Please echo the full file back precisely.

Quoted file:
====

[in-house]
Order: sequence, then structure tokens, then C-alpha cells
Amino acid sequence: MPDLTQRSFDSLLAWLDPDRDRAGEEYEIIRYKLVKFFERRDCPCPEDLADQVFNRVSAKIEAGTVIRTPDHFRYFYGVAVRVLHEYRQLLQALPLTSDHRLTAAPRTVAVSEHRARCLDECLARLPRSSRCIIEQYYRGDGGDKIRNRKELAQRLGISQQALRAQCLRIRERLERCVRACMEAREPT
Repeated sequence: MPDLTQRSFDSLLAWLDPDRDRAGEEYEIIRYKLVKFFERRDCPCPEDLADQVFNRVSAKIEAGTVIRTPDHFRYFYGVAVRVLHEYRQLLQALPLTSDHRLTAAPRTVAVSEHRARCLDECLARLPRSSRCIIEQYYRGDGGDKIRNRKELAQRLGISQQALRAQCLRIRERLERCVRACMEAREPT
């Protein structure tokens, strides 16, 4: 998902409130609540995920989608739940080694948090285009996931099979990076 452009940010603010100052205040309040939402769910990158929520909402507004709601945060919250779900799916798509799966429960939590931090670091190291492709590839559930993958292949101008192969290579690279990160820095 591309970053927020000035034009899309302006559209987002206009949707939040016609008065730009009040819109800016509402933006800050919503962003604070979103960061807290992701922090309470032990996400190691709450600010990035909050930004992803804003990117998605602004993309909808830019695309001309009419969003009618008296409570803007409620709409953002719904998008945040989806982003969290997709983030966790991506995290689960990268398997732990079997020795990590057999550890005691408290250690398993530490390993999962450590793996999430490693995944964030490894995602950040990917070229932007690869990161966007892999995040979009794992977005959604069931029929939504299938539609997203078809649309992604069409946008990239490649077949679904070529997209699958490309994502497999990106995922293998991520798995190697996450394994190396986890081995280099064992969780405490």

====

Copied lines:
[in-house]
Order: sequence, then structure tokens, then C-alpha cells
Amino acid sequence: MPDLTQRSFDSLLAWLDPDRDRAGEEYEIIRYKLVKFFERRDCPCPEDLADQVFNRVSAKIEAGTVIRTPDHFRYFYGVAVRVLHEYRQLLQALPLTSDHRLTAAPRTVAVSEHRARCLDECLARLPRSSRCIIEQYYRGDGGDKIRNRKELAQRLGISQQALRAQCLRIRERLERCVRACMEAREPT
Repeated sequence: MPDLTQRSFDSLLAWLDPDRDRAGEEYEIIRYKLVKFFERRDCPCPEDLADQVFNRVSAKIEAGTVIRTPDHFRYFYGVAVRVLHEYRQLLQALPLTSDHRLTAAPRTVAVSEHRARCLDECLARLPRSSRCIIEQYYRGDGGDKIRNRKELAQRLGISQQALRAQCLRIRERLERCVRACMEAREPT
């Protein structure tokens, strides 16, 4: 998902409130609540995920989608739940080694948090285009996931099979990076 452009940010603010100052205040309040939402769910990158929520909402507004709601945060919250779900799916798509799966429960939590931090670091190291492709590839559930993958292949101008192969290579690279990160820095 591309970053927020000035034009899309302006559209987002206009949707939040016609008065730009009040819109800016509402933006800050919503962003604070979103960061807290992701922090309470032990996400190691709450600010990035909050930004992803804003990117998605602004993309909808830019695309001309009419969003009618008296409570803007409620709409953002719904998008945040989806982003969290997709983030966790991506995290689960990268398997732990079997020795990590057999550890005691408290250690398993530490390993999962450590793996999430490693995944964030490894995602950040990917070229932007690869990161966007892999995040979009794992977005959604069931029929939504299938539609997203078809649309992604069409946008990239490649077949679904070529997209699958490309994502497999990106995922293998991520798995190697996450394994190396986890081995280099064992969780405490």